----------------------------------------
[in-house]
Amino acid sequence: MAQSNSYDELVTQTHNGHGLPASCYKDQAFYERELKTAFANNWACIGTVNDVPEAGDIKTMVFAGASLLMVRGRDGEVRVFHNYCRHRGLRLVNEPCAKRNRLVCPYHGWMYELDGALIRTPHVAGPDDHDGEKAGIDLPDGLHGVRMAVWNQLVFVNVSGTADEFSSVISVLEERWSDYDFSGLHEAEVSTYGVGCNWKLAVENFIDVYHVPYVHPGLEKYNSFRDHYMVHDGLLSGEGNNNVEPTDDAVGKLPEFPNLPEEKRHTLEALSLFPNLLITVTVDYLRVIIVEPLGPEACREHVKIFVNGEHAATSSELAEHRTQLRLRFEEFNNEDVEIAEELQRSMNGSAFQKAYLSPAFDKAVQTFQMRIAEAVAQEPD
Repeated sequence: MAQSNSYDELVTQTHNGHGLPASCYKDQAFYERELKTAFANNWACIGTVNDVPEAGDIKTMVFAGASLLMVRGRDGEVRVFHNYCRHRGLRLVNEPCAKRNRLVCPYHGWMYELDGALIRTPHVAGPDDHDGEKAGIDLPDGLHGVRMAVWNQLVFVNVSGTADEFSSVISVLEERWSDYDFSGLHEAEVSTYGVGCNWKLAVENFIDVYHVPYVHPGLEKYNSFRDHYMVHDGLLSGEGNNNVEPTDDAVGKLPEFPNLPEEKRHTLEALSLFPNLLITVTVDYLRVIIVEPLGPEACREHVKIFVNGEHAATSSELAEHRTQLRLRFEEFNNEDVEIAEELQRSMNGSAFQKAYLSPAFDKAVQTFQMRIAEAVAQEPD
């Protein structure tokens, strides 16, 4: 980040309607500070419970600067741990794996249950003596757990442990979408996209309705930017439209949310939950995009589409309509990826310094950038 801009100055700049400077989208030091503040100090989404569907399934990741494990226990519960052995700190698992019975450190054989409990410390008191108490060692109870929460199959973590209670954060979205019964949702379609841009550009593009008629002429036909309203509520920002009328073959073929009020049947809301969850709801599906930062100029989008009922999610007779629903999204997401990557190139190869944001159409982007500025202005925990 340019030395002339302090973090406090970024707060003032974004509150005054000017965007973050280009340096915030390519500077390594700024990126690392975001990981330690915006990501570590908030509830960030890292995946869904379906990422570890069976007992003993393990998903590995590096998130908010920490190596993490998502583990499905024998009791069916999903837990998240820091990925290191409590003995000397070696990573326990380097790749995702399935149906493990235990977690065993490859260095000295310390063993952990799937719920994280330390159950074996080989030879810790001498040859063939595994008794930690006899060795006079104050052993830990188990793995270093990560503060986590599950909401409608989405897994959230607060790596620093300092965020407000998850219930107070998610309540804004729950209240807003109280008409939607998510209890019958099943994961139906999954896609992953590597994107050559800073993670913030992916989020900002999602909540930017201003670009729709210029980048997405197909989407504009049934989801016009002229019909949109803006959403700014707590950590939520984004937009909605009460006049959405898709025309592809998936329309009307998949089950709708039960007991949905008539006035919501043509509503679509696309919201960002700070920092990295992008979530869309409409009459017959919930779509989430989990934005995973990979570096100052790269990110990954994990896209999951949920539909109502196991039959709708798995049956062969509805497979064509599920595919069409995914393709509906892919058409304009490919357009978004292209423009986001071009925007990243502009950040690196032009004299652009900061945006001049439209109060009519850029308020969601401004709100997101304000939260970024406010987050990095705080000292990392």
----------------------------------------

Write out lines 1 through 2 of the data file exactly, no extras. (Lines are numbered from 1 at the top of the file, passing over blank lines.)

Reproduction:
[in-house]
Amino acid sequence: MAQSNSYDELVTQTHNGHGLPASCYKDQAFYERELKTAFANNWACIGTVNDVPEAGDIKTMVFAGASLLMVRGRDGEVRVFHNYCRHRGLRLVNEPCAKRNRLVCPYHGWMYELDGALIRTPHVAGPDDHDGEKAGIDLPDGLHGVRMAVWNQLVFVNVSGTADEFSSVISVLEERWSDYDFSGLHEAEVSTYGVGCNWKLAVENFIDVYHVPYVHPGLEKYNSFRDHYMVHDGLLSGEGNNNVEPTDDAVGKLPEFPNLPEEKRHTLEALSLFPNLLITVTVDYLRVIIVEPLGPEACREHVKIFVNGEHAATSSELAEHRTQLRLRFEEFNNEDVEIAEELQRSMNGSAFQKAYLSPAFDKAVQTFQMRIAEAVAQEPD